The Lawless Roads: America’s Ever-Expanding Torture Matrix April 8, 2012
Posted by rogerhollander in Barack Obama, Civil Liberties, Criminal Justice, Torture.
Tags: albert florence, bradley manning, chris floyd, cia interrogation, julian assange, justice department, obama administration, roberts court, roger hollander, scott horton, spencer ackerman, strip search, supreme court, torture, torture memos, waterboarding, william blum, zilikow
Chris Floyd , www.opednews.com, April 8, 2012
In two brief posts over the past week, Scott Horton at Harper’s gives us a harrowing sketch of the entrenchment and ever-spreading expansion of the Torture Matrix that now sits enthroned at the very heart of the American state. This entrenchment and expansion has been carried out — enthusiastically, energetically, relentlessly — by the current president of the United States: a progressive Democrat and recipient of the Nobel Peace Prize.
Horton notes the uncovering of the Zelikow Memo, written by one of the chief factotums of the Bush Administration, Philip Zelikow. While serving as a State Department lawyer in 2006, Zelikow wrote a legal brief that demolished the written-to-order “torture memos” by White House lawyers, which sanctioned the widespread use of torture techniques that were — and still are — clearly war crimes. As Horton points out, the Zelikow memo did not even address the most brutal tortures instigated by the Bush administration, but confined itself to the so-called “torture lite” methods (many of which are still in use today). Yet even here, Zelikow clearly demonstrated “that the use of these techniques would constitute prosecutable felonies — war crimes.” The existence of the Zelikow memo proves that there was indeed official recognition throughout the highest reaches of government that war crimes were being committed at the order of the White House and the intelligence agencies. Horton goes on:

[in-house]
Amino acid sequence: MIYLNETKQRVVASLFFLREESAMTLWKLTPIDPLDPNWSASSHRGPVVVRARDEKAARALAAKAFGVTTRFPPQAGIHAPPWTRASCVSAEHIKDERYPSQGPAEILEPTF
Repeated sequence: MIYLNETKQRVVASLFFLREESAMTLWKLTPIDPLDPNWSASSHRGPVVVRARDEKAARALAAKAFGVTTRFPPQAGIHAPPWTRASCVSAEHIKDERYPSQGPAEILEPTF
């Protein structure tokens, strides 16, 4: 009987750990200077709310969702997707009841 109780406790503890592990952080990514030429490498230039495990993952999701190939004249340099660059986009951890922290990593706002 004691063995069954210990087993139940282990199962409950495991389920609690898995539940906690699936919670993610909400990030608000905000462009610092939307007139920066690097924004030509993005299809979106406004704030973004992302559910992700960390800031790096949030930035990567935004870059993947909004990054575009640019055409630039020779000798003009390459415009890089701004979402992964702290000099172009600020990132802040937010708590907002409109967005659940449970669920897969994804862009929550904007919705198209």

“In order for a prosecution to succeed, a prosecutor would have to show that the accused understood that what he was doing was a crime. In United States v. Altstoetter, a case in which government lawyers were prosecuted for their role in, among other things, providing a legal pretext for the torture and mistreatment of prisoners, the court fashioned a similar rule, saying that the law requires “proof before conviction that the accused knew or should have known that in matters of international concern he was guilty of participation in a nationally organized system of injustice and persecution shocking to the moral sense of mankind, and that he knew or should have known that he would be subject to punishment if caught.”The Zelikow memo satisfies both of these elements — it makes clear that the techniques the Justice Department endorsed constituted criminal conduct, and it applied the “shock the conscience” test of American constitutional law to help reach that conclusion. It could therefore be introduced as Exhibit A by prosecutors bringing future charges.”
Horton also provides a succinct background to the other “torture memos” that Bush attorneys wrote in support of the criminal operation — a perpetrators’ paper trail that is actually much more extensive than is usually known.
This memo has been in the possession of the Obama Administration since its first day in office. It was in the possession of the special prosecutor that Obama’s Justice Department appointed to look into the torture system — a special prosecutor who found that there was nothing to prosecute. Horton writes:
“Spencer Ackerman, whose persistence is to be credited for the publication of Zelikow’s memo, astutely pressed its author to answer this question: Why, in light of Zelikow’s findings, did the special prosecutor appointed by Eric Holder to investigate the legality of CIA interrogation techniques fail to bring charges?”‘I don’t know why Mr. Durham came to the conclusions he did,’ Zelikow says, referring to the Justice Department special prosecutor for the CIA torture inquiry, John Durham. ‘I’m not impugning them, I just literally don’t know why, because he never published any details about either the factual analysis or legal analysis that led to those conclusions.'”